When your mouth feels like it is on fire, but you haven’t really eaten anything spicy, or anything at all for that matter, you might be suffering from a condition called “burning mouth syndrome”. But what exactly is this dental condition, what causes it, and how can it be prevented?
What is burning mouth syndrome?
This condition is described by sufferers as having a scalding sensation on their tongue and throughout the entire mouth. While the condition only specifies the tongue, the condition actually also involves other parts of your mouth including the lips and palate. BMS can affect all individuals regardless of age but middle-aged to older women are more susceptible than the rest. There are a number of conditions which coexist with the onset of BMS although the syndrome’s link to these medical conditions is not yet understood.
What are the signs and symptoms of burning mouth syndrome?
The most common symptom of BMS is the burning, painful sensation which could range from moderate to severe. This pain could last anywhere from a few months to years. For the duration of the condition alone, even if BMS isn’t a very serious condition, it can severely deteriorate the quality of life for those who are affected. Other symptoms of BMS include tingling or numbness that originates at the tip of your tongue, changes in the taste of your mouth which may be described as either bitter or metallic, and dryness of your mouth.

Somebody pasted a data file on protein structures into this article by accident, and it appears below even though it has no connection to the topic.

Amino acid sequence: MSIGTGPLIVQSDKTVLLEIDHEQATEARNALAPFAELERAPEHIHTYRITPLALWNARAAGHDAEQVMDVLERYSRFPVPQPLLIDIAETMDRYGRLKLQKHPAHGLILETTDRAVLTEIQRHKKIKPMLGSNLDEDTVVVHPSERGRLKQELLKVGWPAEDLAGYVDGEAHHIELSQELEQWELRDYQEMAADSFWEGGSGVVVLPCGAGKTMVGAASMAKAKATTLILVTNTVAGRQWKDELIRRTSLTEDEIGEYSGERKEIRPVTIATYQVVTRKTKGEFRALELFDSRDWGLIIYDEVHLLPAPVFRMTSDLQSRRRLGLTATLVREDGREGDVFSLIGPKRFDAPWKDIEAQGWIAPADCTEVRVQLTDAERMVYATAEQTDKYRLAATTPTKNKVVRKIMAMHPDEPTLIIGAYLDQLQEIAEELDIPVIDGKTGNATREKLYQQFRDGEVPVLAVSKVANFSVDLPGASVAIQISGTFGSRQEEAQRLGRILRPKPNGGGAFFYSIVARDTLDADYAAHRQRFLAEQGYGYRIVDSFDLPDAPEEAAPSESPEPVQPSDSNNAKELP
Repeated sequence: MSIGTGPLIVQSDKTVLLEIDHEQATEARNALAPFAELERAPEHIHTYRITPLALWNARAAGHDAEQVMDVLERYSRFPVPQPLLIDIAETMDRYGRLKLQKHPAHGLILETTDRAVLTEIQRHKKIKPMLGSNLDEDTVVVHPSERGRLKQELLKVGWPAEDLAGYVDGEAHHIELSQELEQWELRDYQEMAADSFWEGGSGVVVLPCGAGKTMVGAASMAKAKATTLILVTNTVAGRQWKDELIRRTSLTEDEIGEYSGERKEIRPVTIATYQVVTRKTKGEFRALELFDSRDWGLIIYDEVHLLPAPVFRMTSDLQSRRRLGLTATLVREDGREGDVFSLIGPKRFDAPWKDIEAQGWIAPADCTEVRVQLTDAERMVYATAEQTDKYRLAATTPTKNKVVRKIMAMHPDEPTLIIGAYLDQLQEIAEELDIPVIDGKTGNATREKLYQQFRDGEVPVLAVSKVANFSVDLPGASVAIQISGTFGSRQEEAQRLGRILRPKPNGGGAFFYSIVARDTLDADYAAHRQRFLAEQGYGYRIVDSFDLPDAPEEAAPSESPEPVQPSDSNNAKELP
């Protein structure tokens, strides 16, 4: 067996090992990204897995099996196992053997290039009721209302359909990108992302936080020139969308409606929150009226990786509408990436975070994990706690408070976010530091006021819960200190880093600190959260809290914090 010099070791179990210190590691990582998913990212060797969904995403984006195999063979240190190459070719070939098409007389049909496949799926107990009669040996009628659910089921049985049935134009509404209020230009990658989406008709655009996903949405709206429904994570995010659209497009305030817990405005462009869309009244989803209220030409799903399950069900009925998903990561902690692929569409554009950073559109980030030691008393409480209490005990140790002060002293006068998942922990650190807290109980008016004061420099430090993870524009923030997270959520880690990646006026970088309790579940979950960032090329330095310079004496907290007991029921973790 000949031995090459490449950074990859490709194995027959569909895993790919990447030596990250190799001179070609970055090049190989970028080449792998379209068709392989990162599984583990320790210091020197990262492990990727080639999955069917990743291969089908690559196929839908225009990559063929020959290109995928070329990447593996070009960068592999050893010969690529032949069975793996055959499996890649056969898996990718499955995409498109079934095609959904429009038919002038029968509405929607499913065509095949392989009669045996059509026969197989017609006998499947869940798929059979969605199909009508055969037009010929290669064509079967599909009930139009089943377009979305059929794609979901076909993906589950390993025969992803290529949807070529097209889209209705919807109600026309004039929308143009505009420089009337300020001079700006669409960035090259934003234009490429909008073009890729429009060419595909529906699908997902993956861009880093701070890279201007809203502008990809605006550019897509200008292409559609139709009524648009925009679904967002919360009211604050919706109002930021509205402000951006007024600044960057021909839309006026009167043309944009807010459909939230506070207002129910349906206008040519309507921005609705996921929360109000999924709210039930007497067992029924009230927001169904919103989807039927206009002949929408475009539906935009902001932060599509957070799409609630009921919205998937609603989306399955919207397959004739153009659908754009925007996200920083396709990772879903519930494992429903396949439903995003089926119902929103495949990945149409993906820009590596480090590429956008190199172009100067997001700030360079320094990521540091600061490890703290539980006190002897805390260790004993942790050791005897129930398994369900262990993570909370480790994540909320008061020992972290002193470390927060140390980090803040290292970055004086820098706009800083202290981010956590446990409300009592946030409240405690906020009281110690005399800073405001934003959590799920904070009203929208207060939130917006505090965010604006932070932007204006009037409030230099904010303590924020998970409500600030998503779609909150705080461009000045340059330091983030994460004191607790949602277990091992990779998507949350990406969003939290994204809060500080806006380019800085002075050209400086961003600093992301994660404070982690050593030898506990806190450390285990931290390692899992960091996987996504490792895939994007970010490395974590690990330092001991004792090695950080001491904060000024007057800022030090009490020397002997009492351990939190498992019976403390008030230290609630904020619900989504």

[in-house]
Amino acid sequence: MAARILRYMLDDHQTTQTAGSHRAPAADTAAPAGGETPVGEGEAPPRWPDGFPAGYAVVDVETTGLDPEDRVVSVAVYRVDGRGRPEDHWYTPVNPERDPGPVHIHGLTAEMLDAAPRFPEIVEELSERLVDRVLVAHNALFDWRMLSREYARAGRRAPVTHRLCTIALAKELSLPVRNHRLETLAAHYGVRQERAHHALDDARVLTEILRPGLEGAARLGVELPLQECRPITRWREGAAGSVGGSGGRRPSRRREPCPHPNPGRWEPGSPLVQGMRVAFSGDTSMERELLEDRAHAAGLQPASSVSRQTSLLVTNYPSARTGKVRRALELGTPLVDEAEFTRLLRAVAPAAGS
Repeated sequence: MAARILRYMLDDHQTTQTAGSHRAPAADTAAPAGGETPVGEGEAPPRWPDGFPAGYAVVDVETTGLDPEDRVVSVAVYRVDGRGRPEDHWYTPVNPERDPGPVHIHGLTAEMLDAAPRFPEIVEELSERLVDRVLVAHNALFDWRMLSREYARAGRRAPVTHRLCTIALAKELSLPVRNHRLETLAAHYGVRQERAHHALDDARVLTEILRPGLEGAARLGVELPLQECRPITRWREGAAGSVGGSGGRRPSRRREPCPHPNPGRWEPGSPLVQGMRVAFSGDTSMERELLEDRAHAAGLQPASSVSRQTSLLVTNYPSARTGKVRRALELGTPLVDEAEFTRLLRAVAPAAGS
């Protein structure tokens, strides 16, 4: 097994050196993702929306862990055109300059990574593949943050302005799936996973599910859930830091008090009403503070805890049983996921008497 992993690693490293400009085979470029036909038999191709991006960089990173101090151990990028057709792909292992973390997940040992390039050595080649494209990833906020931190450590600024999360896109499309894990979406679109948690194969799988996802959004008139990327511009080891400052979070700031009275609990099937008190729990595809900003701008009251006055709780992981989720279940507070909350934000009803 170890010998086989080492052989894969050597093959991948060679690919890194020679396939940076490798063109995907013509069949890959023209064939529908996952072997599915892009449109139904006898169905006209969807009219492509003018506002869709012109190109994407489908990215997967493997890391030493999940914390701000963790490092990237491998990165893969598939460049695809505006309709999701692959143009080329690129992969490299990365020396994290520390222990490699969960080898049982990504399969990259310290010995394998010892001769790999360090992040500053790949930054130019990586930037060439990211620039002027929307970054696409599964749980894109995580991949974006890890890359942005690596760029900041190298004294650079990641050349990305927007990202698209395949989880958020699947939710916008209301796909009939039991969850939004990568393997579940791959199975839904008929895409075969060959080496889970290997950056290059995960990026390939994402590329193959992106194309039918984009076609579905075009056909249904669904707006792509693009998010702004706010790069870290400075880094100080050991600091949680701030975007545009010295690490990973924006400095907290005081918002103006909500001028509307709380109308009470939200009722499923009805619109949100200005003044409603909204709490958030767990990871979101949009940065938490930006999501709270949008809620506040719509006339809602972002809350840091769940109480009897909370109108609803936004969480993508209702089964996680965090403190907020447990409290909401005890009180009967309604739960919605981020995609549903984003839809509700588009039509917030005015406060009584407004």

What are some of causes of burning mouth syndrome?
No singular cause is directly linked to BMS, however there are a number of conditions that are tied to the onset of this dental condition. Some of these conditions include: the destruction of the nerves which control your mouth’s ability to sense pain and taste, changes in your hormone levels, dry mouth which could either be due to the intake of certain medicines as well as other medical conditions, fungal infection, acid reflux, ill-fitting dentures, and depression.
How do you prevent burning mouth syndrome?
In order to alleviate the symptoms of BMS, individuals sometimes sip water in frequent intervals, as well as sucking on chips of ice in order to get rid of any kind of discomfort. At the same time, not eating very many spicy foods might help prevent an attack. Finally, maintain good oral health by brushing twice a day and flossing daily. Rinsing with mouthwash could also help prevent the build-up of pathogens such as fungi which could trigger an attack. If you have symptoms of BMS, talk to Dr. Breazeal at The Max Dental Center about your options for managing your symptoms.